Urgent care clinics can cover most needs, unless it’s immediately life-threatening. “Unless it’s a blood clot, or a heart attack or a stroke, urgent care is pretty well-equipped,” he said.
The provider was already planning to open up another clinic in Central Point, a community about 4 miles north of Medford. That could come as soon as November and would require 14 to 18 employees. “COVID just sped up a bunch of stuff,” he said.
Trendlines may offer a glimmer of hope, however. The health authority on Wednesday said Oregon’s nearly 13,000 new COVID-19 cases for the week ending Sept. 12 marked an 11% decrease from the prior week. Also, last week there were nearly 600 new COVID-19 hospitalizations. That’s a drop from 1,028 hospitalizations the week before.
Those cases are only new patients admitted and don’t reflect people who entered the hospital weeks before for COVID-19 treatment.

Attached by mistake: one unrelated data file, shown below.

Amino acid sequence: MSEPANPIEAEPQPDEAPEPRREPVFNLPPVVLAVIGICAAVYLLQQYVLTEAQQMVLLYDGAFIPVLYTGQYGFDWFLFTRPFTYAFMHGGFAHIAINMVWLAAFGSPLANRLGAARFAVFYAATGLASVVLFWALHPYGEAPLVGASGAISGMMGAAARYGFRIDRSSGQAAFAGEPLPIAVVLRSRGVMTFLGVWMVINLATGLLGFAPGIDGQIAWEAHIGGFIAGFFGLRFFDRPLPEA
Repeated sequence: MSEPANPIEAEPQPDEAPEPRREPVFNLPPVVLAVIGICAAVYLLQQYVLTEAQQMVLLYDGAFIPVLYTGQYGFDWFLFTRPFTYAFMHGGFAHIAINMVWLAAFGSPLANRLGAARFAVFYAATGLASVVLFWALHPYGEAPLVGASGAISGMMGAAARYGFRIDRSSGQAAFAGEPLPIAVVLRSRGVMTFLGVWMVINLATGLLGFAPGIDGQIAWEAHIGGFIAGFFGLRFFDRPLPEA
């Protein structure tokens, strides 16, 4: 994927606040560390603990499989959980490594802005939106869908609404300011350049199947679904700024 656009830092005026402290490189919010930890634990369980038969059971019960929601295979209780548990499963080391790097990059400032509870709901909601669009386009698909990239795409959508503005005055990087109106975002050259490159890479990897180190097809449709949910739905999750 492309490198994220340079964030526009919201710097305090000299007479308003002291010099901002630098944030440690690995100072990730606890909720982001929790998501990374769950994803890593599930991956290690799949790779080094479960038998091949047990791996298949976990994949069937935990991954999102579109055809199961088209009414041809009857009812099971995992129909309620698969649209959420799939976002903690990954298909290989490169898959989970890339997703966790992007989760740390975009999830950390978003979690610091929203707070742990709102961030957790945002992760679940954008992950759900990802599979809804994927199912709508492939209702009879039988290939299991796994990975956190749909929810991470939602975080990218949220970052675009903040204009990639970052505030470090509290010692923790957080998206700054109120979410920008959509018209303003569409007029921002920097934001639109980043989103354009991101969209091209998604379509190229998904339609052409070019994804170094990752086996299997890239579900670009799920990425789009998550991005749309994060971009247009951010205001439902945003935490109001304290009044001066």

But it’s too soon to say if the crisis is abating.
Dr. Dean Sidelinger, state epidemiologist, told reporters Thursday that the downward trend of cases and hospitalizations is “promising news.”
But he stressed that those gains can easily be erased if Oregonians let up their guard.
Oregon’s ability to sustain the progress and “hopefully regain the upper hand” depends on vaccinating people and wearing masks in indoor public places and outdoor public places where people can not socially distance,” he said.
“I want to emphasize that this latest surge is far from finished,” Sidelinger said. Every day, Sidelinger said, he goes over the data of cases and deaths and wonders if he could have done something different.
You can reach Ben Botkin at [email protected] or via Twitter @BenBotkin1.